Uber loses UK appeal bid to overturn workers' rights decision
The US ride-hailing service has faced regulatory and legal setbacks around the world amid opposition from traditional taxi services and concern among some regulators.
LONDON - Uber lost an appeal on Friday to overturn a decision by a tribunal which said its drivers deserved workers’ rights such as the minimum wage, in a blow to the taxi app as it also battles to keep its licence in London.
Uber’s case was rejected at the Employment Appeal Tribunal (EAT) in central London.
The US ride-hailing service has faced regulatory and legal setbacks around the world amid opposition from traditional taxi services and concern among some regulators. It has been forced to quit several countries, such as Denmark and Hungary.
Last year, two drivers successfully argued at a tribunal that Uber exerted significant control over them to provide an on-demand taxi service and should grant them workers’ rights such as holiday entitlement and rest breaks.
The decision will not automatically apply to the app’s 50,000 drivers in Britain but is likely to prompt further claims.
Uber is likely to challenge the decision at the Court of Appeal or seek the right to go straight to the Supreme Court.
Uber says its drivers enjoy the flexibility of their work and are self-employed, entitling them in British law to only basic entitlements such as health and safety.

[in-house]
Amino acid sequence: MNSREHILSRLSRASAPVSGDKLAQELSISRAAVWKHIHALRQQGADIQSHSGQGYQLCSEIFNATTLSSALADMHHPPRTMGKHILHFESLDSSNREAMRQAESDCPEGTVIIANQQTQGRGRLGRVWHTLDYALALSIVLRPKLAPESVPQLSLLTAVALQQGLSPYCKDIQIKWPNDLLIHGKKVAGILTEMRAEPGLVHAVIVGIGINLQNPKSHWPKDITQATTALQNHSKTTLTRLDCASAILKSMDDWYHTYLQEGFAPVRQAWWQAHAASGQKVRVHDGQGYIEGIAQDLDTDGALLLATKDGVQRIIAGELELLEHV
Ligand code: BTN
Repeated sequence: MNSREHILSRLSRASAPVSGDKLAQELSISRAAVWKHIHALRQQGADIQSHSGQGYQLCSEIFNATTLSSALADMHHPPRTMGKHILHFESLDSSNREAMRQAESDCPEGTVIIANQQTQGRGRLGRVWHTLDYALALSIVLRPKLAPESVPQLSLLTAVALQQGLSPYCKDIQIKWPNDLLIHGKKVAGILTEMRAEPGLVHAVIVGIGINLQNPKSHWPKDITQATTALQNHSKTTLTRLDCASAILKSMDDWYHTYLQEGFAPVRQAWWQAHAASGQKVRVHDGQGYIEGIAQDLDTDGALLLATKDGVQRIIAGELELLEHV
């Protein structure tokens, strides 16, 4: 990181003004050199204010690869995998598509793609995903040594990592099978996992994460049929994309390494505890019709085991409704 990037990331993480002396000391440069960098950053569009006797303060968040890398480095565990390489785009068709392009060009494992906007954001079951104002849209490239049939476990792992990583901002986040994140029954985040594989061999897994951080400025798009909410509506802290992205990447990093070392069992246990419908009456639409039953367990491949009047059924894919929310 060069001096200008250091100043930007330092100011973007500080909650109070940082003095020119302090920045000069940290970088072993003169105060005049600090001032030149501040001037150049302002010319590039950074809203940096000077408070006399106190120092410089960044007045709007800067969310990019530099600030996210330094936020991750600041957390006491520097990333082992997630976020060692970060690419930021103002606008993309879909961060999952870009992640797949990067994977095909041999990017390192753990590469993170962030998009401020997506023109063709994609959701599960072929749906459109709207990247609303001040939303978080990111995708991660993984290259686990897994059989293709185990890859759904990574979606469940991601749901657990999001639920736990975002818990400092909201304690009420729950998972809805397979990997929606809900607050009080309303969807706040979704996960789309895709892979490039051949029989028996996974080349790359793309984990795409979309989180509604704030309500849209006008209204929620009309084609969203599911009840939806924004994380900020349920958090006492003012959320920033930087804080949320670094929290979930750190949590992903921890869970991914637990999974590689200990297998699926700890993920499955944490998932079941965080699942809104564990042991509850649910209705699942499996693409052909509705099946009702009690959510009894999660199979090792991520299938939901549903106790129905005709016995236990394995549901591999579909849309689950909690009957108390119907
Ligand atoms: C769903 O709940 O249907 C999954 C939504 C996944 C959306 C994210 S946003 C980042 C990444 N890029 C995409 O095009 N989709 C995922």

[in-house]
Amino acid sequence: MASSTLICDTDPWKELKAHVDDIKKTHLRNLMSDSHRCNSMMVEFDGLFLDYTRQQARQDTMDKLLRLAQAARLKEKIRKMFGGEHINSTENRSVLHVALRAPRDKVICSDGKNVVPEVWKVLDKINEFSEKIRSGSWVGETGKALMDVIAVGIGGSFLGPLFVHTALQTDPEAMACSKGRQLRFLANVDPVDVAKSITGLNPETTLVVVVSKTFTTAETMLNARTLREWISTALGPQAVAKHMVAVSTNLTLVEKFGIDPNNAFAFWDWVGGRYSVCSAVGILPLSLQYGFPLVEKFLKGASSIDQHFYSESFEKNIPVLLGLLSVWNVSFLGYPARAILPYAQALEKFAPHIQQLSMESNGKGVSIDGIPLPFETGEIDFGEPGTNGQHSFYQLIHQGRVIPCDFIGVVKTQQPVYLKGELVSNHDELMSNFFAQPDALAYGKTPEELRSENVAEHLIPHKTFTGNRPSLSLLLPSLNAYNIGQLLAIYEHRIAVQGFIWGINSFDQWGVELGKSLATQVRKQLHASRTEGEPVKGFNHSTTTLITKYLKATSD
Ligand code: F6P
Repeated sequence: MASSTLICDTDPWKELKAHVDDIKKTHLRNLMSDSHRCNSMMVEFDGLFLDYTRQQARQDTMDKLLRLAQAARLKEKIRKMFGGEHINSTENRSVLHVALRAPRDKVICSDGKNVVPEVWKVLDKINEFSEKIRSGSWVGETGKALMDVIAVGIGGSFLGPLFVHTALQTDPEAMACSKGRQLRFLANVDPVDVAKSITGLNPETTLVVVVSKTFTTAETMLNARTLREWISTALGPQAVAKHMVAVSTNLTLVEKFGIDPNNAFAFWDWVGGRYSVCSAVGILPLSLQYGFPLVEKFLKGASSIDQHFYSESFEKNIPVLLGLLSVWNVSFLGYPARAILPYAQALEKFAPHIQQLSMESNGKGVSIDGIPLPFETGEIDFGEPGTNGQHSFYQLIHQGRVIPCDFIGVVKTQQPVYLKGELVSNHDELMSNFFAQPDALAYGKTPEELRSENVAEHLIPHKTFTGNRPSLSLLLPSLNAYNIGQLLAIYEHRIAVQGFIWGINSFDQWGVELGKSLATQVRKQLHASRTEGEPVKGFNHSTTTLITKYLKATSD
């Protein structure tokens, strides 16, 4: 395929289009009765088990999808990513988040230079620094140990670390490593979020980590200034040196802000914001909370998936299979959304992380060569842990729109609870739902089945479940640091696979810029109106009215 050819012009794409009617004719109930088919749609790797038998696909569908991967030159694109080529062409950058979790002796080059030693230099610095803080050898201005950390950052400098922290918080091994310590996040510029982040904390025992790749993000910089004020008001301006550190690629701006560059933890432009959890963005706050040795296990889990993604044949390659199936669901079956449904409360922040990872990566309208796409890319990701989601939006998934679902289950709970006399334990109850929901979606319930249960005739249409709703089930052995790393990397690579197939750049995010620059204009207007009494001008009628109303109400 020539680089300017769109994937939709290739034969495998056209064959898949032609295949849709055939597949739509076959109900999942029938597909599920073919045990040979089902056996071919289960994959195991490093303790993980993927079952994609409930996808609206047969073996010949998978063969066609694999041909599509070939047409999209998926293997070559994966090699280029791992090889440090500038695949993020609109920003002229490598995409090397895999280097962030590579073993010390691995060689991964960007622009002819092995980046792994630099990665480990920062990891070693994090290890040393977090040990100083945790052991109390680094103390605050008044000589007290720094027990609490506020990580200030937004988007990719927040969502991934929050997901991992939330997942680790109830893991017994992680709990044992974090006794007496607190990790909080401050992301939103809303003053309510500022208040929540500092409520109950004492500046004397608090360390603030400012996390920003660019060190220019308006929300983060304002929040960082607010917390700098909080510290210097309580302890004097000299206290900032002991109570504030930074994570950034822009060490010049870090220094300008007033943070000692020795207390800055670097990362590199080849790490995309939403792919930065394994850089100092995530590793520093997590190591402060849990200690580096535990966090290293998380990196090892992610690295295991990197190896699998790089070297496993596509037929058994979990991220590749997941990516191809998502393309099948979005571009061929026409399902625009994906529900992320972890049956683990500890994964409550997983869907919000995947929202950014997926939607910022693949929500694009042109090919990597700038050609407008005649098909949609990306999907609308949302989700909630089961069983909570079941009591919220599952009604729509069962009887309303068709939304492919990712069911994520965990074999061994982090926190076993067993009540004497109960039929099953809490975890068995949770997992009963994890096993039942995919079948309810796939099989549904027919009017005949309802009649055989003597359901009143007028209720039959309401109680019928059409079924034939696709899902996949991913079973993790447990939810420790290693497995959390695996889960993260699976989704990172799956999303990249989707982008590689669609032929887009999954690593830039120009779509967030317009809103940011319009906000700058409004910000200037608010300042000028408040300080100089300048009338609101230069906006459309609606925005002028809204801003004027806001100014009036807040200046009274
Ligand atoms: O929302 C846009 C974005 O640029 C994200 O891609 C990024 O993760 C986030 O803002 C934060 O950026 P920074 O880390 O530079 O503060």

The firm argued in September that its drivers operate in the same way as minicabs, or private hire vehicles, which sprung up in Britain more than 50 years ago.
The verdict could benefit workers at thousands of companies including firms in the “gig economy”, where individuals work for multiple employers day-to-day without a fixed contract, such as food courier Deliveroo.
The Silicon Valley firm, which is valued at around $70 billion with backers including Goldman Sachs and BlackRock, will be back in court on 11 December to appeal a decision by London’s transport regulator to strip the app of its licence.
Transport for London shocked Uber in September by deeming it unfit to run a taxi service and refusing to renew its licence, citing the firm’s approach to reporting serious criminal offences and background checks on drivers.
Uber’s 40,000 drivers in the British capital can continue to take rides there until an appeals process is exhausted, which could take months or years.